Academic journal article
By Claxton, David; Kopp, Rachael; Skidmore, Lauren; Williams, Kimberly
JOPERD--The Journal of Physical Education, Recreation & Dance , Vol. 84, No. 3
WHEN I BRING UP POLITICS in my Introduction to Health and Physical Education class, most of my students indicate that they are not politically active, don't follow politics very closely, and basically just think that politics is boring. They have trouble recognizing that politics has any direct effect on them as students, or that politics will affect them some day as health and physical education teachers.
My students may not be all that different from many practicing health and physical education (HPE) professionals. Stretched between teaching, coaching, families, and setting a good example of a physically active lifestyle (we are exercising, right?), many HPE professionals just don't have time to be politically active, either at their schools or in their communities, much less at the state or national level. However, choosing to be politically uninvolved comes with a price. To those who just don't care about things political, Camacho and Fernandez-Balboa (2006) have this to say:
We tend to rationalise our political apathy thus: "I've got enough sorting out to do in my own life to want to be sorting out other people's." To be sure, taking this position may seem reasonable at times; yet, it has dire consequences for us in particular and society in general, for it leaves public affairs in the hands of small groups of people who seldom fight for the common good. (p. 10-1l)
This article explains why politics is important and what you can do to get politically involved in your school, community and nation. It will also describe the first-hand political experience of a group of students when they participated in NASPE's SPEAK Out! Day.
Politics is more than just presidential elections. Daryl Siedentop (2009) defines politics thusly, "When you try to decide what the common good is for ... the department you administer ... or the students you teach, you are in the field of philosophy called politics." (p. 58). Because politics involves decisions that are made for the perceived benefit of society as a whole, it is to our distinct advantage to be politically aware. As we strive to provide the very best health and physical education experiences for our students, we must realize that we cannot do it alone. School boards, superintendents, and principals at the public school level, and presidents, provosts and deans at the university level all play roles in determining how well we can do our jobs. The administrators with whom we work must be led to understand that we are helping them meet their goals and that we are an asset to the overall educational process. In an ideal world, those decision-makers would just naturally appreciate health and physical educators for the good we do. But to sit back and hope they recognize the important contribution we are making to the overall goals of the school/university would be politically unwise. Therefore, I submit three strategies for putting health and physical education in the best political position. Those strategies are managing political perception, controlling conflicting interests, and engaging in political advocacy.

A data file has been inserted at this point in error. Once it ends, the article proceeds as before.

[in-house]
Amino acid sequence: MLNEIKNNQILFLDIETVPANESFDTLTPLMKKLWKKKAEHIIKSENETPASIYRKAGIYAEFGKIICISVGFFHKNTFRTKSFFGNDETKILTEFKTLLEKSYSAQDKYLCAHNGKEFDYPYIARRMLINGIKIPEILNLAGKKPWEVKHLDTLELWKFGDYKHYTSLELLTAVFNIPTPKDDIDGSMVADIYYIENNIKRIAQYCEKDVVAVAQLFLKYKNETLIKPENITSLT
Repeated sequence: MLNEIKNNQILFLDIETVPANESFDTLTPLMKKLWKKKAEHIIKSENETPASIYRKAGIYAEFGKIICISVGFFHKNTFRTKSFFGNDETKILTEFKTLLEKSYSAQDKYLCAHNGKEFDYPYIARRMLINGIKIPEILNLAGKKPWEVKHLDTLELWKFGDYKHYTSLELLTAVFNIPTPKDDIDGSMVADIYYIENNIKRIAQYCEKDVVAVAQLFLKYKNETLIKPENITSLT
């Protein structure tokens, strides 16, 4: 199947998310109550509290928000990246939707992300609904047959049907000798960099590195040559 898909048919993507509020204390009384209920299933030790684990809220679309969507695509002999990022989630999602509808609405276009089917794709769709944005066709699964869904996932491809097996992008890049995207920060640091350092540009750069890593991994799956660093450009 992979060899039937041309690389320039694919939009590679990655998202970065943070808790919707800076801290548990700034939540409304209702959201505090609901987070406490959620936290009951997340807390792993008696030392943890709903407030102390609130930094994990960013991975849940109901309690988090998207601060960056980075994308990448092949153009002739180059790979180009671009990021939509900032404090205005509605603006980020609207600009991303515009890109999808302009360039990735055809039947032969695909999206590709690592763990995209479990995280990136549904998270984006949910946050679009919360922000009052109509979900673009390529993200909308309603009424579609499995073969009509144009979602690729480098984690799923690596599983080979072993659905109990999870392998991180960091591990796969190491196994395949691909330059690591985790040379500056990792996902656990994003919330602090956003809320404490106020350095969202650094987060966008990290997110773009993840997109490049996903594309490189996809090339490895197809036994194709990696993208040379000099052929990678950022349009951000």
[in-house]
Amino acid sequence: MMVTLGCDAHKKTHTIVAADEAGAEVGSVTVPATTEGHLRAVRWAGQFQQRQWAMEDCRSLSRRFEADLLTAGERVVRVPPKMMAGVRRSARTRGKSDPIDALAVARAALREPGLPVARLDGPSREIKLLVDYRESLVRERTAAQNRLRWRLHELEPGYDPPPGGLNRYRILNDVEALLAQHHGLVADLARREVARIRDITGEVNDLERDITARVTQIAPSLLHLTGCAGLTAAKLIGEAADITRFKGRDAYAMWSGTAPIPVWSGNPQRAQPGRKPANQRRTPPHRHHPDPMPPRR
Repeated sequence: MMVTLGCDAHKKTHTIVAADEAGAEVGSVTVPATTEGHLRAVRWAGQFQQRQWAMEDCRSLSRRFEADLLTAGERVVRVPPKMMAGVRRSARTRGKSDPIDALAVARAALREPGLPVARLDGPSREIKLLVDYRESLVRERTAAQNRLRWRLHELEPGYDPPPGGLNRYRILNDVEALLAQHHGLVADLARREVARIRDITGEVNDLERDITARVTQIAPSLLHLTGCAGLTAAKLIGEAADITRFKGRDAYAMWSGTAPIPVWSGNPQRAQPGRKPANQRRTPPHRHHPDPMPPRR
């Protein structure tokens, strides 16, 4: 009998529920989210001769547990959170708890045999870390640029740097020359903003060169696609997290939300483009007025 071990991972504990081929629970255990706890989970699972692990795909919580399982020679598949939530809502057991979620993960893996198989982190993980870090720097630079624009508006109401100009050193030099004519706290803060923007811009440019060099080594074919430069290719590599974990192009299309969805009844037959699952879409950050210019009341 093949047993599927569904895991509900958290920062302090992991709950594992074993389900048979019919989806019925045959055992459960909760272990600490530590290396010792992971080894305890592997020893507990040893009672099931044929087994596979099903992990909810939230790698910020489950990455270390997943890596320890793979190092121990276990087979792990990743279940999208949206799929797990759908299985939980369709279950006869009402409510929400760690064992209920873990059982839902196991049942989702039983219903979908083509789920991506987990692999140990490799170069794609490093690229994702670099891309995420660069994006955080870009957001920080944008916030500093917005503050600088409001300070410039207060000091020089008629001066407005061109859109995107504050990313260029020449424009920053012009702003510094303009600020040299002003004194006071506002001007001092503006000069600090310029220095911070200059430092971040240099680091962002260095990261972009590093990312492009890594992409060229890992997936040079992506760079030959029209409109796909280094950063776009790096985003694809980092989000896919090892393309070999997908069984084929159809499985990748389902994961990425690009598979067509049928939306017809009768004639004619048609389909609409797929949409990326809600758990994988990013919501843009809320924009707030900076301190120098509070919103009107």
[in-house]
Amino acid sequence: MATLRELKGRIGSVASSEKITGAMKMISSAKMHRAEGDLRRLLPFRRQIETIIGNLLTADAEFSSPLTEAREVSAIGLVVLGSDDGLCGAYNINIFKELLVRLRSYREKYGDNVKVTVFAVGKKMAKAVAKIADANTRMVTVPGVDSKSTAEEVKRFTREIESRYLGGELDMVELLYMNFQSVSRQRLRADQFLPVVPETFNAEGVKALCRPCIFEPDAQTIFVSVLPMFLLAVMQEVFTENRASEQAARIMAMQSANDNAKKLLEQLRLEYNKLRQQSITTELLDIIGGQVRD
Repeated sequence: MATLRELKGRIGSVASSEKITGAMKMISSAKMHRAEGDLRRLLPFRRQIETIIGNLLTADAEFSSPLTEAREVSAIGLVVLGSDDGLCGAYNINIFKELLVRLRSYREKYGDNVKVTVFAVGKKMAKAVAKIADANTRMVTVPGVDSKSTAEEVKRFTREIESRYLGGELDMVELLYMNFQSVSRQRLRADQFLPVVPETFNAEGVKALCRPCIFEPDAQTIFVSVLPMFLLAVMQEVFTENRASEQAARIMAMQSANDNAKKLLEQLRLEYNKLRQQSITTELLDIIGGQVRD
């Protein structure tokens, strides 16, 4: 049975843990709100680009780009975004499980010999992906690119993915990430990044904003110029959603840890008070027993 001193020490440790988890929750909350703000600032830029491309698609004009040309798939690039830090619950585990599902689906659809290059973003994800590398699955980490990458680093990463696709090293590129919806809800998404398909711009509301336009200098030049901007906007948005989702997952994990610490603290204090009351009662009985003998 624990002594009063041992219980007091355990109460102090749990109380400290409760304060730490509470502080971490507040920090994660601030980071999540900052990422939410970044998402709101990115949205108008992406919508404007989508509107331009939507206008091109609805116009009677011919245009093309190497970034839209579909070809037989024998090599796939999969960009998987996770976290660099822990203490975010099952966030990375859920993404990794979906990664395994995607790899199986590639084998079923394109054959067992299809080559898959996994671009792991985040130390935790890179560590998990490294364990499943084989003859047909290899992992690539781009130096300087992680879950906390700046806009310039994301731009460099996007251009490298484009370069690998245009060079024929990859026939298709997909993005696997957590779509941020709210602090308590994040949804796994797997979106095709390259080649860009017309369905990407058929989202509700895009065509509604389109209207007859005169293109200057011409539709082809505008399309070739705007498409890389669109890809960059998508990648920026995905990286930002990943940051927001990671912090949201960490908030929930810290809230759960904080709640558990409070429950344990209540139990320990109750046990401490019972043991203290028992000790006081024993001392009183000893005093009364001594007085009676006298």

Let's start with the perception that many administrators and parents have toward physical education. While some recognize the valuable contribution we make to the total development of our students, others do not realize the significance of what goes on in health and physical education classes. This is not a new phenomenon. Dudley Sargent, one of the early founders of our discipline, writes of "the public prejudice which I was later to know well and battle hard" (Sargent, 1927, p. 62) as he strove to gain support for physical education in the late 1800's. Through hard work, political savvy, and ultimately through the success of his program, he earned recognition for physical education and established the first physical education program at Harvard.
What is the perception of your program by the administrators and parents at your school? …